|Workshop by woodchuckerNJ||posted 02-06-2014 12:00 AM||1960 reads||1 time favorited||8 comments|
Sorry I am having problems with the images getting clipped on the right side even though I have resized the image to 640 wide. If you want to see the whole image, right click and open in another tab. Or tell me how to fix this please.
All of these images can be seen at woodchucker.imgur.com
I have 3 separate rooms. One a workshop for hand work, sometimes routing too, a machine area, and a storage and finishing area (mostly storage) . I have 3 benches in the hand tool shop, tool storage, organizers, sharpening bench w/granite top.
Here is tool storage, screws/parts, small tools. I also have a dovetailing bench riser to raise the height of my bench here, when not in use it raise
My main bench is a solid maple top, and a beech frame w/haunched dovetail joints up top, through wedged mortises lower, and very wide stretchers to prevent racking. Also the orientation of the legs is to prevent racking. This is a heavy bench. I will probably shorten the stretchers one day to mount a quick release old Morgan vise that has a larger opening rather than cut the vise down. I will lose more underneath storage; which I like the empty underneath. I can remove a project from the bench and put it down there while it’s still small enough. I keep my shooting board and gear there too.
This is my old bench and was a dresser converted with a solid core door, old morgan vise w/quick release. Paper for gluing up is on the left bottom. Small rack of clamps, small portable compressor for on the go. Underneath the vise is an anvil (old rail tie), machinists vise, and a buffer.
My tool wall is just a small amount of the overall tools that I have. Some of the more common use tools, or ones that I don’t want in drawers because I would search too much.
This is my sharpening bench with a huge granite machinists plate. This is a very accurate piece. I move my lamps all over.. I have quite a few of them. The sink is for my wet stones and cleaning my glue brushes and hands after glue ups. There’s no running water, it’s a pump that pulls the water from the bucket, and recycles the water over and over. I had a drop or two of bleach every week. When it gets too scummy I throw it out. I don’t use that dovetailer. I prefer hand cut, that was a learning experience, I thought it would be cool to cut them with the router.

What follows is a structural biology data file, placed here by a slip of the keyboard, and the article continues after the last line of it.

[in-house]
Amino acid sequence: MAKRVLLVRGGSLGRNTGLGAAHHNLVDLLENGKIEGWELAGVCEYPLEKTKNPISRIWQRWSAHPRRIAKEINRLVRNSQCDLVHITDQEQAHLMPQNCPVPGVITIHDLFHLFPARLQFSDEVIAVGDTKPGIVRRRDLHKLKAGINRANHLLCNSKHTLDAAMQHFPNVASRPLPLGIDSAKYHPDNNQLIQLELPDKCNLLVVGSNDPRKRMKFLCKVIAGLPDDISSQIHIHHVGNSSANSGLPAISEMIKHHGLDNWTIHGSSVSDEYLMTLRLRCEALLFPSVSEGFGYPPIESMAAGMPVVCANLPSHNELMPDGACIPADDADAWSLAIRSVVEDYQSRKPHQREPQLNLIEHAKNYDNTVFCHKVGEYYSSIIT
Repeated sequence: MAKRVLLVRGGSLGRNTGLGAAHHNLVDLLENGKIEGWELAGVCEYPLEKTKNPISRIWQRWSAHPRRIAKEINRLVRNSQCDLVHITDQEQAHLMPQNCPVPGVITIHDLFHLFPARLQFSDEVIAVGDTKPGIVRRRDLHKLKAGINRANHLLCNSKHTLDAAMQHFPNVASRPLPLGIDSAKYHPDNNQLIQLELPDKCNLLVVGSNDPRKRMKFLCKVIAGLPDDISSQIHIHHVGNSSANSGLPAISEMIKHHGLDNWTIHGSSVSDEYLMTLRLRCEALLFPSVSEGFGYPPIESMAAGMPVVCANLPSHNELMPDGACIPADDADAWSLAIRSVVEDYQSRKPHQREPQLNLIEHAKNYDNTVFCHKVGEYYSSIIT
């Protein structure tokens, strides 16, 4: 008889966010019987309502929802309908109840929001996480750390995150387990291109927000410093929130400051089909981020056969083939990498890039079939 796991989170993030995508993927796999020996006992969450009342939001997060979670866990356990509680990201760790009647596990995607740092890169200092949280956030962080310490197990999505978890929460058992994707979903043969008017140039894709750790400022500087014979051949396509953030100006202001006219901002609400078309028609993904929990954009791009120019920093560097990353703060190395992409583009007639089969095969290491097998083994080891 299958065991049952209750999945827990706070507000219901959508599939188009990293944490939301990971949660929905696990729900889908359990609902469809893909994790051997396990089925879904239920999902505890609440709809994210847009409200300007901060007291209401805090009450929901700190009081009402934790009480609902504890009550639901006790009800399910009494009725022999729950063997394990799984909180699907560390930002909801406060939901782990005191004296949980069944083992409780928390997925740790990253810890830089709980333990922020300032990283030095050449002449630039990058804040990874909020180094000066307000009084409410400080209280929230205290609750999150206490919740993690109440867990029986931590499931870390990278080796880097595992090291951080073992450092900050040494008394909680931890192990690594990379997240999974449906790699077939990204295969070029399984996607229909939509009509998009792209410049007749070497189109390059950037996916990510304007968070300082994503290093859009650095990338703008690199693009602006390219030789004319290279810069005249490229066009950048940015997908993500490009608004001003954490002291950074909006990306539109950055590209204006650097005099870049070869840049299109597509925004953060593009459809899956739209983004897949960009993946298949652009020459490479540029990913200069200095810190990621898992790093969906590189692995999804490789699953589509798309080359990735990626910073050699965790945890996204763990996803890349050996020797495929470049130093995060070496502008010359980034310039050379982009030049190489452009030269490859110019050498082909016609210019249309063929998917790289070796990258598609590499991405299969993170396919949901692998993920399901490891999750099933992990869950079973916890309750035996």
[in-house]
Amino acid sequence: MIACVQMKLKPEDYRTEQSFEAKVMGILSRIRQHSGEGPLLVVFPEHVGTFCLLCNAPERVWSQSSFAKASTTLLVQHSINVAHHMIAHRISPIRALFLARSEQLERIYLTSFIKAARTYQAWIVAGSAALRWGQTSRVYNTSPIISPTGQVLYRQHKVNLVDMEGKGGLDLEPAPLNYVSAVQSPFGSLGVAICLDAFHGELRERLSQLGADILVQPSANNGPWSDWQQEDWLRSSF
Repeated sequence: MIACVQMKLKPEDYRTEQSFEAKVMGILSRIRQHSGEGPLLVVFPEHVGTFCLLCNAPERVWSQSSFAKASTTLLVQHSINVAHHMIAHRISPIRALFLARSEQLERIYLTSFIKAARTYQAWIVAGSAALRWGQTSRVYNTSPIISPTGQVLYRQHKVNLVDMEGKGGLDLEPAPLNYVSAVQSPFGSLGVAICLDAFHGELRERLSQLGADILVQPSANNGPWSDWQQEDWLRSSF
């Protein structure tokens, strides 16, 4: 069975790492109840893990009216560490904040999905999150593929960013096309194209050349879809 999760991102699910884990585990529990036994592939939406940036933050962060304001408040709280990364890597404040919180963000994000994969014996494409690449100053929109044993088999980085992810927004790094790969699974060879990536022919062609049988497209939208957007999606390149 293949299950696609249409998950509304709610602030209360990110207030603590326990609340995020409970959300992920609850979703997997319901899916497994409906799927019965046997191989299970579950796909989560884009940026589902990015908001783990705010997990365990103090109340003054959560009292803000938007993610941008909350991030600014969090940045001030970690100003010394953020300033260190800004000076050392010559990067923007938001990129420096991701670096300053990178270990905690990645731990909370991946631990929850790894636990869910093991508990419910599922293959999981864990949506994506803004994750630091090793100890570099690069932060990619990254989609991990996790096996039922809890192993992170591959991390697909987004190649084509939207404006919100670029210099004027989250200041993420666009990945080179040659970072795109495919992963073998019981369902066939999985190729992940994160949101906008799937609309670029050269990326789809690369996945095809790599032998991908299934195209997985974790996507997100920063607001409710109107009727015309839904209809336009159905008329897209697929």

I goto garage sales regularly you never know what you can find. I found this clamp rack, I added base and wheels… and it serves me well. The rack cost $10, the wheels were closer to $40 or more.. But it’s so great having clamps near when you need them.
My shop is not setup in the order of work. I wish it were, it is setup in the way the tools best fit and the more dust generated are closer to the vac.
Planer, bandsaw, router table, tablesaw drill press.
Jointer, Thien Cyclone, Vac and sanders, dewalt scroll saw.
Thien collector and sound enclosure for vac.
Sanding Table, Belt and disk, Disk and belt (smaller) usually used for metal but sometimes smaller work. The large belt sander was a rust bucket when I got it at a garagesale for $2. I didn’t even want it, it was so bad. But with some heavy work, and major rebuild it works nice. I don’t have a disk on it, I need to find one 9”. I has a real nice cast table, that is very secure and can move to the disk. Not like todays tables with rods. This is a beefy unit. It can be leaned back. I found a delta tablesaw motor and changed the pulleys to slow it down from the 3250.
Router table Detail
Aside from having plenty of storage , attached and in view on the fence are quick setup system to do long and short stopped dadoes, or other stopped routing (edge or other). Those 2×4’s attach to the bars and fine adjustments are done by moving the support bars in and out. The bars come off when no stopped ops are being done. Also the table has vac right at the bit and fence. Rather than starve the motor for air, I removed the door and removed the cabinet vac.
Also on the table is a 3 point wheel system. There are 4 wheels, but the table float over an uneven floor with a single point of attachment for one side of the cart. A block of wood locks it in when in place. This is better than using wedges to level the table each time. The wheels really lock well in this mode. I recently lowered the table as I now have it next to the tablesaw. So I had to rip the skirt on the bottom off and re-attach using pocket holes.
This band saw is an American made Delta. It was not as well constructed as I had hoped. I have done lots of work to get it right, and now can resaw just by moving the fence over. No need for a point type of fence. I’ll detail it later. I attached a wrench to the pin so I can get it off quickly. I change blades when I need to. I don’t use the same blade for everything . I did replace the dust collection the Delta unit whistled and did not get enough of the dust.
-- Jeff NJ